Fugitive Child Rapist Caught

By Ernesto Londoño
Washington Post Staff Writer
Friday, April 13, 2007

David E. Fuster, a former Bethesda dentist who fled Montgomery County in 2003 after being convicted of raping a 15-year-old patient whom he drugged with laughing gas, was arrested this week on a beach in Mexico, authorities said yesterday.

The dentist, a Peruvian citizen who was Montgomery's second-most-wanted fugitive, did not resist when Mexican police officials working with U.S. law enforcement officers approached him on the beach near Mérida, not far from Cancun.

"We were following several leads for several months," said Montgomery Sheriff Raymond M. Kight. "They all pointed to Mexico. "

Fuster was with his wife, Roxana, and their five children when he was taken into custody Wednesday afternoon. He had been living in a walled-off ranchlike compound in Mérida.

Montgomery and federal law enforcement officials spent years tracking leads about Fuster's whereabouts in Mexico, the Dominican Republic and Peru.

The latest tip came in about six weeks ago. At the request of Maryland officials, U.S. law enforcement agents in Mexico City traveled to Mérida and conducted surveillance on his home, officials said. After determining his identity, U.S. officials in Mexico obtained a warrant from a local judge.

"As they were watching the place, they started seeing Fuster come out of the residence and drive his children to school and then pick them up," Chief Deputy Sheriff Darren Popkin said. "We feel that he has gotten comfortable with where he was."

Fuster, who was not incarcerated in Maryland for any significant period, is being held at a Mexican penitentiary, Popkin said. Extradition to the United States could take several months, and he is expected to remain in custody until then.

Fuster, 51, did not appear to be working in Mexico, and authorities said it is unclear whether any of his relatives, many of whom still live in Montgomery, knew of his whereabouts.

Fuster was convicted May 7, 2003, of second-degree rape, assault, child abuse and sex offense and was let out of jail on a $100,000 property bond. He was not taken into custody after the conviction because his attorneys struck a deal with prosecutors that allowed him to remain free on bond until sentencing, which was scheduled for the next month.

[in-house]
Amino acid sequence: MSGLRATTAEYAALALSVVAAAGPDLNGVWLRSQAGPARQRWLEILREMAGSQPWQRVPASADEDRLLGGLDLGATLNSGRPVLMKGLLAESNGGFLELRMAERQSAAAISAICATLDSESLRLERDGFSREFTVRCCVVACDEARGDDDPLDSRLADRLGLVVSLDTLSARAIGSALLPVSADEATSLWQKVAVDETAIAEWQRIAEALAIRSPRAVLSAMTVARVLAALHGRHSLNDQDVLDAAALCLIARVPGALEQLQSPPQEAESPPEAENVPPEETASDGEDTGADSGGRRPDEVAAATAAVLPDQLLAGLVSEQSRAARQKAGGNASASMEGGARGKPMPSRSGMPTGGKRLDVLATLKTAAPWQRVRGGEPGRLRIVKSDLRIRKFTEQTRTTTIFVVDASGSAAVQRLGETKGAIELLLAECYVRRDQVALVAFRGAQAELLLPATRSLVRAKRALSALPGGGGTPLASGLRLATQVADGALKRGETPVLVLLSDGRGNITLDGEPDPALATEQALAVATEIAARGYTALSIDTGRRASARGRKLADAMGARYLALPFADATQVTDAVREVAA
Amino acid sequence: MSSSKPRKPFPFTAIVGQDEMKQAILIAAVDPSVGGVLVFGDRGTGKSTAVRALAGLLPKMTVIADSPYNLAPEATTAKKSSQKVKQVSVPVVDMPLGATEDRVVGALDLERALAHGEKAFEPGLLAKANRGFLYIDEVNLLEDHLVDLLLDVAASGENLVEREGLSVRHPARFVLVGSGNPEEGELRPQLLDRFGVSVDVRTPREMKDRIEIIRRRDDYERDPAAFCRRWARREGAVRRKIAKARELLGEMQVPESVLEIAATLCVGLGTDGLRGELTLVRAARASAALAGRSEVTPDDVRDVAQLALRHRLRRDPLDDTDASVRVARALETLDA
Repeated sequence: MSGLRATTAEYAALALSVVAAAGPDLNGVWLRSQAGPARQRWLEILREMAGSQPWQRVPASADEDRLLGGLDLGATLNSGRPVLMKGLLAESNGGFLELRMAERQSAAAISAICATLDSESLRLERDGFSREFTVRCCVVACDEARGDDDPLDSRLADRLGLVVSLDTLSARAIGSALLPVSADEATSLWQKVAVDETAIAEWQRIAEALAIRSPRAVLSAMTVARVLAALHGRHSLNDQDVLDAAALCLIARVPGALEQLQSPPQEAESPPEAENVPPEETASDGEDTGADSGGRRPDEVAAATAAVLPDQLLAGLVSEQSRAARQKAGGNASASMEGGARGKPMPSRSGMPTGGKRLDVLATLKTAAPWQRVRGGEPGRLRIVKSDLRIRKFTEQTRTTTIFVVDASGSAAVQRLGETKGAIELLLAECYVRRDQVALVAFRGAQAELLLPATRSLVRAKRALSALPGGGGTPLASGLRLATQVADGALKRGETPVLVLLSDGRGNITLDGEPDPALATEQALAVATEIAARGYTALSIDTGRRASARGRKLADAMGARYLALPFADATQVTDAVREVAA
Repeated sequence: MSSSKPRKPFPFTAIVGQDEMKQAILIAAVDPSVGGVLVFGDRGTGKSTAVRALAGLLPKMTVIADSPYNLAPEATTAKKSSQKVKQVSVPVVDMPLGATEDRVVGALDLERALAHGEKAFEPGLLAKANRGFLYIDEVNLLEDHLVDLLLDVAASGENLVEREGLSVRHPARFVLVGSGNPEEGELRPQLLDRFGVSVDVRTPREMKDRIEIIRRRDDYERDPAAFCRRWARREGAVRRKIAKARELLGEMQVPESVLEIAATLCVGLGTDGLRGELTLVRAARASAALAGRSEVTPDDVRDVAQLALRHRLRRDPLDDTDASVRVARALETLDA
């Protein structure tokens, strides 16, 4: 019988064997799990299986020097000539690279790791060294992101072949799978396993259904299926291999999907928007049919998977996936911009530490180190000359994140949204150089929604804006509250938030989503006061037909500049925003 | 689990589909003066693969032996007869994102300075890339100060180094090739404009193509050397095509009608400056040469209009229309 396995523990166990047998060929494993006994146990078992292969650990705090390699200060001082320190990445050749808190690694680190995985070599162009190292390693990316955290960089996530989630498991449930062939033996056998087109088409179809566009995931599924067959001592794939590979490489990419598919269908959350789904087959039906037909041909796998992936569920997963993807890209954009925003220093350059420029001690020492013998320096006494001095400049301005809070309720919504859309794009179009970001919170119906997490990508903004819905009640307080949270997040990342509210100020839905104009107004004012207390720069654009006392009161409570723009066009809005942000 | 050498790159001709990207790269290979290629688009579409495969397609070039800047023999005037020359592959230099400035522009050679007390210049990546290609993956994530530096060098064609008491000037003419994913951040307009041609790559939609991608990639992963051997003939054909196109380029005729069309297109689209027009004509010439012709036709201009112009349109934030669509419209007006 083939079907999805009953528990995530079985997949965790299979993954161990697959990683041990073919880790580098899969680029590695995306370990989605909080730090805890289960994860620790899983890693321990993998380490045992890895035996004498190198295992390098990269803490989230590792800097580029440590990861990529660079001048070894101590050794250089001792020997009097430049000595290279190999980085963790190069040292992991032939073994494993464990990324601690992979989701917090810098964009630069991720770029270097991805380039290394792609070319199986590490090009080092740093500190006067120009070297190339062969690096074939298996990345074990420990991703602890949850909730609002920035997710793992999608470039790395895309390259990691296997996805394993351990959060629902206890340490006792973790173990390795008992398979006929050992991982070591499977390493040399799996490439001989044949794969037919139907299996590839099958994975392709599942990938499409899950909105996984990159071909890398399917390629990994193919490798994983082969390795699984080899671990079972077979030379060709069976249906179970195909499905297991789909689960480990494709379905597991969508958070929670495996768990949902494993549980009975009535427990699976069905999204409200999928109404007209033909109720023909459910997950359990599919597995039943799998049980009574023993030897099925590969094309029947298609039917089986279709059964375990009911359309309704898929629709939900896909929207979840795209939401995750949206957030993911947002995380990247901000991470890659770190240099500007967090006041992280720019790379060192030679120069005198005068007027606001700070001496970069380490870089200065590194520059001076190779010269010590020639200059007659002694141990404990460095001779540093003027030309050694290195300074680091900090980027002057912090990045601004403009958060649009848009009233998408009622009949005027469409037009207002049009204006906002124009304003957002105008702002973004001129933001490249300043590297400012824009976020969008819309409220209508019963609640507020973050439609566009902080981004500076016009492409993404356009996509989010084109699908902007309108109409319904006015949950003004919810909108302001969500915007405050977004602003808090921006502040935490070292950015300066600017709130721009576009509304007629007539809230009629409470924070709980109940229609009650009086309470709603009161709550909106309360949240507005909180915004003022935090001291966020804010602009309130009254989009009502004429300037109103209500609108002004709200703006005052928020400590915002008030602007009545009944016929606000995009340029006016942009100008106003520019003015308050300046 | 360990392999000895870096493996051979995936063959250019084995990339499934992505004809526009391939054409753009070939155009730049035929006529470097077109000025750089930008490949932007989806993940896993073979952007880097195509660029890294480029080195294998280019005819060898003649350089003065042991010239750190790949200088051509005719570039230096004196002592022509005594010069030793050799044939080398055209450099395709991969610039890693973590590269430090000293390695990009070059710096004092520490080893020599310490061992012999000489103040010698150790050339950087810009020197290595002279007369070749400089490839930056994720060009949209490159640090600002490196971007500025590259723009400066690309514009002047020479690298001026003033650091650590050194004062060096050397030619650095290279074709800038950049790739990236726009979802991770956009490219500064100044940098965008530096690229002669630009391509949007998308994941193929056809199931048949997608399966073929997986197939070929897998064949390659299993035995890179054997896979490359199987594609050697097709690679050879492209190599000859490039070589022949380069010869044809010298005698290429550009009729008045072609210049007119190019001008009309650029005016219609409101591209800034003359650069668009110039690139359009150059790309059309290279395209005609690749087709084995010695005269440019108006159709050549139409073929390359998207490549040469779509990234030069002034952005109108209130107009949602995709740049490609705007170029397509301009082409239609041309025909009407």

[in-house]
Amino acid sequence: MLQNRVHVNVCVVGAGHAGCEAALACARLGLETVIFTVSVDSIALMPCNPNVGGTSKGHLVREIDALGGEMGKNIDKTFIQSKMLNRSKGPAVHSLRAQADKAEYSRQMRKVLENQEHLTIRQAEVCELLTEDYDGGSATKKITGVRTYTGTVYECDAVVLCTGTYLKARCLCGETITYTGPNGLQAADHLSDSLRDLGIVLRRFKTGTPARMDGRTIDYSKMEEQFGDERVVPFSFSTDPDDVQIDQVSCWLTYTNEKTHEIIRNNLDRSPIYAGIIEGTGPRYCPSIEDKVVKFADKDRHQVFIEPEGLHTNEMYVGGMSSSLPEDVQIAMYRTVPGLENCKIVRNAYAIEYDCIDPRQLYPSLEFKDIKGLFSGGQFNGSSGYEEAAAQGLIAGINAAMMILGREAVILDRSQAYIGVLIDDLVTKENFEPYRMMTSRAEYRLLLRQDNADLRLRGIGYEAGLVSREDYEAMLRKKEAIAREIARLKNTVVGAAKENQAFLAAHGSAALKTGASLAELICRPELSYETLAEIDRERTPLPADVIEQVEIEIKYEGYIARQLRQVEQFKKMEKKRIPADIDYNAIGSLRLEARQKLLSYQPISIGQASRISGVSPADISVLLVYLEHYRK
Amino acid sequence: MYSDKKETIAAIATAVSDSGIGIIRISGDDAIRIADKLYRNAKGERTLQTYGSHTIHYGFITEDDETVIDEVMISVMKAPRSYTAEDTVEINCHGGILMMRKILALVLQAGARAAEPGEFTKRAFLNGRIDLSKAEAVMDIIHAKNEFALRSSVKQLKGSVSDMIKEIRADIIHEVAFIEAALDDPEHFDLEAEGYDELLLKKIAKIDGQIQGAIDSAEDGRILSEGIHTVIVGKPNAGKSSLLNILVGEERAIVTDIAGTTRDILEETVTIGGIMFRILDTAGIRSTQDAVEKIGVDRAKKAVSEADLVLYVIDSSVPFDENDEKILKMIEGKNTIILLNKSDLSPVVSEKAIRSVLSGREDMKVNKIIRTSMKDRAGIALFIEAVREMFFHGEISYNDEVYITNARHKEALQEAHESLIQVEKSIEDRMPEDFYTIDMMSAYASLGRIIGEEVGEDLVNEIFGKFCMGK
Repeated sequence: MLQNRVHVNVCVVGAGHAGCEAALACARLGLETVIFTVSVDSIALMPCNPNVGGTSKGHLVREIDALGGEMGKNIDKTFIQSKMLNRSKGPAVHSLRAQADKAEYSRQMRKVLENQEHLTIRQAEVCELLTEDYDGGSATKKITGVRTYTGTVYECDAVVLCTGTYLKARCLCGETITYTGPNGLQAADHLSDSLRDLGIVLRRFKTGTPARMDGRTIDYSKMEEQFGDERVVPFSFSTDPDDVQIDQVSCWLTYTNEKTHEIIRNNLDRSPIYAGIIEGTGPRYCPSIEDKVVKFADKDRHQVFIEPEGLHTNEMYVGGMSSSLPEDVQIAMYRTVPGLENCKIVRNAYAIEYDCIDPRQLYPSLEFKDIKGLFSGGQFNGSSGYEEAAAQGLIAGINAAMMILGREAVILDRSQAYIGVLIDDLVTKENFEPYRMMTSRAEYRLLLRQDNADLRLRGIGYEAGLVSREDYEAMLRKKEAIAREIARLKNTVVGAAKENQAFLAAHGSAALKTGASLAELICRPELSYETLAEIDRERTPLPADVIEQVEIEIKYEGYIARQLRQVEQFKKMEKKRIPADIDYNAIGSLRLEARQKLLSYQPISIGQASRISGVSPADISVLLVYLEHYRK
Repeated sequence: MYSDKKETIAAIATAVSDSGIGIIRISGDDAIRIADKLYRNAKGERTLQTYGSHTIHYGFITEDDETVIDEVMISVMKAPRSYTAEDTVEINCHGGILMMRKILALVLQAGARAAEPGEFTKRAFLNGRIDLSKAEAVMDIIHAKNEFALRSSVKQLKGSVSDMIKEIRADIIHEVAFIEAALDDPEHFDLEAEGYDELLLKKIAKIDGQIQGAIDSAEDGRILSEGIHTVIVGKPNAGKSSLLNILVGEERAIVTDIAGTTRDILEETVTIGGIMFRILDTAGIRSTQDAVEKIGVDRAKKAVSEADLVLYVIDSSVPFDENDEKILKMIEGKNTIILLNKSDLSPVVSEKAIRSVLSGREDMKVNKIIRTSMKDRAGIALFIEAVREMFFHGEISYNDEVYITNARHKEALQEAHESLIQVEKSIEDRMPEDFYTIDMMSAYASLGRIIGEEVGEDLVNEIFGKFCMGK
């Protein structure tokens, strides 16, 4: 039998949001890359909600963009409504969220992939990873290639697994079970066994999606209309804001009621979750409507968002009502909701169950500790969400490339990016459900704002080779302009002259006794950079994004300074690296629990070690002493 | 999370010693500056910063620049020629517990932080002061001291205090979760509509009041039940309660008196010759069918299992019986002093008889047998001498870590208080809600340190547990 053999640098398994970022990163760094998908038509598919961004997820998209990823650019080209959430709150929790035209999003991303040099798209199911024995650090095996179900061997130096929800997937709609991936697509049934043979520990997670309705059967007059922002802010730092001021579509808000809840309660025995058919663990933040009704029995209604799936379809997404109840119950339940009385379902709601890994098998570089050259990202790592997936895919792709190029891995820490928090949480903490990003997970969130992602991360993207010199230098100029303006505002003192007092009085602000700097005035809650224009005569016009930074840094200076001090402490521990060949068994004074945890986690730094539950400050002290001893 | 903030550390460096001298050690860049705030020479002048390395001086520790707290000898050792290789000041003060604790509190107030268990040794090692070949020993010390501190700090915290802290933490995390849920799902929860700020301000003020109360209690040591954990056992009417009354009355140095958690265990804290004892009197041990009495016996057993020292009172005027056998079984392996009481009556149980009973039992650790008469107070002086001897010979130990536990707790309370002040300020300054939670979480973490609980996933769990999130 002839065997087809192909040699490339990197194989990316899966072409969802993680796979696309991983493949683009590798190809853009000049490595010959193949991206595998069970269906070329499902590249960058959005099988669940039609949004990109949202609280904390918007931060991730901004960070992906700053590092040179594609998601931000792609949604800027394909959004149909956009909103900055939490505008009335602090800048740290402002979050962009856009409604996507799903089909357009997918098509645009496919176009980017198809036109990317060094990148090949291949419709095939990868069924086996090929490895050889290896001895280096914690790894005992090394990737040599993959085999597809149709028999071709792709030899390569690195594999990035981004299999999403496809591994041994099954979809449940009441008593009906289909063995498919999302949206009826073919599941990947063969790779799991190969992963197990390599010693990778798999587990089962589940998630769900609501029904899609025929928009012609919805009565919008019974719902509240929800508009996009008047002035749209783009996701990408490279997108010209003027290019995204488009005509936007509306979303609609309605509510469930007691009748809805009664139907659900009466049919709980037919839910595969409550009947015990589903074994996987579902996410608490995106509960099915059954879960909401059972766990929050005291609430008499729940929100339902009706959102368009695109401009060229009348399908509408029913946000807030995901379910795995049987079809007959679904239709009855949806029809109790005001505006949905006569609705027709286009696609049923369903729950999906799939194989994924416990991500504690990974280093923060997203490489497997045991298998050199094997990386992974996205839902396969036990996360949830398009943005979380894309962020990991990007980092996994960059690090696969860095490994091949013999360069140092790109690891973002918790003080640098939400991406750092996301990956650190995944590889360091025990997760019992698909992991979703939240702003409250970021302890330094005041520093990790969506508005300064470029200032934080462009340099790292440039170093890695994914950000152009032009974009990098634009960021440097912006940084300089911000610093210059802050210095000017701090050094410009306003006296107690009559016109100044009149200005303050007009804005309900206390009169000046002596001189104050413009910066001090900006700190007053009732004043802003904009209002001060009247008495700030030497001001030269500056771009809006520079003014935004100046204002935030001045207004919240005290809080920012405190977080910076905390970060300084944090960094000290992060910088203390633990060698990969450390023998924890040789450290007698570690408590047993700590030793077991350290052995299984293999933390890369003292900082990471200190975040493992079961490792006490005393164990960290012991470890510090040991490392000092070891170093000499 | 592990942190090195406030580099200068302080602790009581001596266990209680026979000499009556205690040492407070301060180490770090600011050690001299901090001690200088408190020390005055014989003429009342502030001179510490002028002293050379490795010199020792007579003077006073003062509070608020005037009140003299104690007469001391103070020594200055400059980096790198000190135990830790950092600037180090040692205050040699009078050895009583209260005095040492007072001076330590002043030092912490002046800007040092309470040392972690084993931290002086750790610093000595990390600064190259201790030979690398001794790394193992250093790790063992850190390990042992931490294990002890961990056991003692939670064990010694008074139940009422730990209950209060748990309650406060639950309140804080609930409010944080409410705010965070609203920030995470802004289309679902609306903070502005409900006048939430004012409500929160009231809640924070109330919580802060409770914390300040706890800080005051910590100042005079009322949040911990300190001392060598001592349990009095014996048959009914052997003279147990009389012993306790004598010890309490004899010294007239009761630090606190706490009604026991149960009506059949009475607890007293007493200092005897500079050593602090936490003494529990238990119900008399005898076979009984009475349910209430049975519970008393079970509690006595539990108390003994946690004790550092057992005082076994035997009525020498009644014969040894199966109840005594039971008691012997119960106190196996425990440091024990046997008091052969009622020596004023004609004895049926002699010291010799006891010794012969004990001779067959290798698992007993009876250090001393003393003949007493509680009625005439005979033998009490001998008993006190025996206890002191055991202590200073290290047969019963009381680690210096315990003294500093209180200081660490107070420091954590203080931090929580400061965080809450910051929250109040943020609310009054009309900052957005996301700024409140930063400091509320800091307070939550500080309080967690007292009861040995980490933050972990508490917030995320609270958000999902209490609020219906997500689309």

Shortly after the conviction, he told his attorneys that he was going to Florida on vacation. He appears to have fled the country shortly afterward.

"I think he was truly stunned by the verdict," one of his defense attorneys, Laura Kelsey Rhodes, said yesterday. "We were all disappointed, and I think as a result he panicked."

The county considered him its No. 2 fugitive after former Foreign Service officer William Bradford Bishop Jr., who is charged in the March 1976 slaying of his wife, mother and three sons.

Fuster, who had a successful practice in the 8300 block of Old Georgetown Road, used nitrous oxide, a chemical agent used in surgery and dentistry as an anesthetic. He gave the gas to the 15-year-old patient Oct. 10, 2001, according to police, explaining that it "would assist in the cleaning of her teeth because it could be painful."

After drugging her, Fuster took her to a downstairs room, where he fondled and raped her on a couch.

The teenager told police that she faded in and out of consciousness during the rape. At one point, police said, Fuster told her, "Don't worry, I'm wearing a condom."

Afterward, he took the girl to the Chipotle restaurant on Rockville Pike, where the two ate, and later dropped her off at a Metro station.

Prosecutors filed more charges against the dentist after five other female patients told police that Fuster had drugged and fondled them. None of the others said they were raped.

He faces up to 55 years in the rape case.

The father of one of the other patients said that his daughter has left the country and that he has no interest in pursuing the case. The Washington Post does not identify the victims of sex crimes.

The father said he was nonetheless pleased to hear that Fuster is in custody.

"Any victim would be happy," he said. "I'm sorry for his family, his kids."

Staff researcher Meg Smith contributed to this report.


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